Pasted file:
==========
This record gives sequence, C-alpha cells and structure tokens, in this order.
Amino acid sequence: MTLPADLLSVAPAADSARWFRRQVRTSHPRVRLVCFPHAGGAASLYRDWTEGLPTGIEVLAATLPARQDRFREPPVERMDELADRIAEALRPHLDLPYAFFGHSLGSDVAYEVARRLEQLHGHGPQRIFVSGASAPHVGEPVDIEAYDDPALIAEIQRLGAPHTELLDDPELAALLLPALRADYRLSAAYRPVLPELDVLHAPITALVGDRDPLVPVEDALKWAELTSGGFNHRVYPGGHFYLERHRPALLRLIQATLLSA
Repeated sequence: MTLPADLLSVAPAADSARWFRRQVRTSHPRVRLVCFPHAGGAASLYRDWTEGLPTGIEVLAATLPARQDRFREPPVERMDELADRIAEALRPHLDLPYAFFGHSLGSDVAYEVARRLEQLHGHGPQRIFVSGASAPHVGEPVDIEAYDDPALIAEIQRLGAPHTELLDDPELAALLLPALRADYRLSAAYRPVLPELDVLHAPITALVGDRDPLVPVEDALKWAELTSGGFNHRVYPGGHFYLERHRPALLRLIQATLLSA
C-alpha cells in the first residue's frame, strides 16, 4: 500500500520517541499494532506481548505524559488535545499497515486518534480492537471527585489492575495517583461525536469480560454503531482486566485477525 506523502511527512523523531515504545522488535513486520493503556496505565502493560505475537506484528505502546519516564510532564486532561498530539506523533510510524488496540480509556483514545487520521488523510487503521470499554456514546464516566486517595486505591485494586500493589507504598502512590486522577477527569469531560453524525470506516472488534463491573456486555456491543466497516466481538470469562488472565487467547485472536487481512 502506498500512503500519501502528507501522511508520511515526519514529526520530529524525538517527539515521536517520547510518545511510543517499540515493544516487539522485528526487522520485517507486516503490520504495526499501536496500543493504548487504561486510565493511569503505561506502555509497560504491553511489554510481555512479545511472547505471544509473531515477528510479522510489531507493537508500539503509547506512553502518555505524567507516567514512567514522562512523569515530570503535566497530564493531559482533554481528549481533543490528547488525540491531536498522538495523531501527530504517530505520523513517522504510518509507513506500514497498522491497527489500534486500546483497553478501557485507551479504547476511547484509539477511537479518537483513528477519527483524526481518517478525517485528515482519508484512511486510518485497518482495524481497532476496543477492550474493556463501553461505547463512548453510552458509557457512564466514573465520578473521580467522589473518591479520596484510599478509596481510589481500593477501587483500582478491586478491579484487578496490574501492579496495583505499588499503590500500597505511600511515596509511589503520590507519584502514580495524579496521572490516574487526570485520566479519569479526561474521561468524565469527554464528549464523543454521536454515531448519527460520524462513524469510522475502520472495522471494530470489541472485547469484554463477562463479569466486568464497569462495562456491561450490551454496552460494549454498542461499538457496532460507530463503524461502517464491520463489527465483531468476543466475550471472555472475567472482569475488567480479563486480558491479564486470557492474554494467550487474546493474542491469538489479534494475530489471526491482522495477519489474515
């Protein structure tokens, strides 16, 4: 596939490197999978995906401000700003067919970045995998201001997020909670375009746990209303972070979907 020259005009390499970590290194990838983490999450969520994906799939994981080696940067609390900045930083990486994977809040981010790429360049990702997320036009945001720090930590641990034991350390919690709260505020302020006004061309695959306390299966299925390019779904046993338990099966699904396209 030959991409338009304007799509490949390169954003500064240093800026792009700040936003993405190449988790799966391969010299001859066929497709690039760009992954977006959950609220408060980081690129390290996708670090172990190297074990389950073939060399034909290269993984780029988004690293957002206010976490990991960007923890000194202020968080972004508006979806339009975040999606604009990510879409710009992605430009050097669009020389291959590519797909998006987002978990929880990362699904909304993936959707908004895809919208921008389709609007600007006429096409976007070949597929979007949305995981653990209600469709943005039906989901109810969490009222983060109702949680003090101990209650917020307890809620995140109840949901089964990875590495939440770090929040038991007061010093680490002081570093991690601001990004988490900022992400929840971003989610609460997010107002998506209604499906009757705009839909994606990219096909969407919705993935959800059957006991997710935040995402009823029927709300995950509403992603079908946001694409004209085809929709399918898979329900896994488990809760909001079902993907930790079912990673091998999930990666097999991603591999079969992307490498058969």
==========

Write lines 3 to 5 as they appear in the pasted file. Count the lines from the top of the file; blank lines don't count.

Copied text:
Repeated sequence: MTLPADLLSVAPAADSARWFRRQVRTSHPRVRLVCFPHAGGAASLYRDWTEGLPTGIEVLAATLPARQDRFREPPVERMDELADRIAEALRPHLDLPYAFFGHSLGSDVAYEVARRLEQLHGHGPQRIFVSGASAPHVGEPVDIEAYDDPALIAEIQRLGAPHTELLDDPELAALLLPALRADYRLSAAYRPVLPELDVLHAPITALVGDRDPLVPVEDALKWAELTSGGFNHRVYPGGHFYLERHRPALLRLIQATLLSA
C-alpha cells in the first residue's frame, strides 16, 4: 500500500520517541499494532506481548505524559488535545499497515486518534480492537471527585489492575495517583461525536469480560454503531482486566485477525 506523502511527512523523531515504545522488535513486520493503556496505565502493560505475537506484528505502546519516564510532564486532561498530539506523533510510524488496540480509556483514545487520521488523510487503521470499554456514546464516566486517595486505591485494586500493589507504598502512590486522577477527569469531560453524525470506516472488534463491573456486555456491543466497516466481538470469562488472565487467547485472536487481512 502506498500512503500519501502528507501522511508520511515526519514529526520530529524525538517527539515521536517520547510518545511510543517499540515493544516487539522485528526487522520485517507486516503490520504495526499501536496500543493504548487504561486510565493511569503505561506502555509497560504491553511489554510481555512479545511472547505471544509473531515477528510479522510489531507493537508500539503509547506512553502518555505524567507516567514512567514522562512523569515530570503535566497530564493531559482533554481528549481533543490528547488525540491531536498522538495523531501527530504517530505520523513517522504510518509507513506500514497498522491497527489500534486500546483497553478501557485507551479504547476511547484509539477511537479518537483513528477519527483524526481518517478525517485528515482519508484512511486510518485497518482495524481497532476496543477492550474493556463501553461505547463512548453510552458509557457512564466514573465520578473521580467522589473518591479520596484510599478509596481510589481500593477501587483500582478491586478491579484487578496490574501492579496495583505499588499503590500500597505511600511515596509511589503520590507519584502514580495524579496521572490516574487526570485520566479519569479526561474521561468524565469527554464528549464523543454521536454515531448519527460520524462513524469510522475502520472495522471494530470489541472485547469484554463477562463479569466486568464497569462495562456491561450490551454496552460494549454498542461499538457496532460507530463503524461502517464491520463489527465483531468476543466475550471472555472475567472482569475488567480479563486480558491479564486470557492474554494467550487474546493474542491469538489479534494475530489471526491482522495477519489474515
């Protein structure tokens, strides 16, 4: 596939490197999978995906401000700003067919970045995998201001997020909670375009746990209303972070979907 020259005009390499970590290194990838983490999450969520994906799939994981080696940067609390900045930083990486994977809040981010790429360049990702997320036009945001720090930590641990034991350390919690709260505020302020006004061309695959306390299966299925390019779904046993338990099966699904396209 030959991409338009304007799509490949390169954003500064240093800026792009700040936003993405190449988790799966391969010299001859066929497709690039760009992954977006959950609220408060980081690129390290996708670090172990190297074990389950073939060399034909290269993984780029988004690293957002206010976490990991960007923890000194202020968080972004508006979806339009975040999606604009990510879409710009992605430009050097669009020389291959590519797909998006987002978990929880990362699904909304993936959707908004895809919208921008389709609007600007006429096409976007070949597929979007949305995981653990209600469709943005039906989901109810969490009222983060109702949680003090101990209650917020307890809620995140109840949901089964990875590495939440770090929040038991007061010093680490002081570093991690601001990004988490900022992400929840971003989610609460997010107002998506209604499906009757705009839909994606990219096909969407919705993935959800059957006991997710935040995402009823029927709300995950509403992603079908946001694409004209085809929709399918898979329900896994488990809760909001079902993907930790079912990673091998999930990666097999991603591999079969992307490498058969």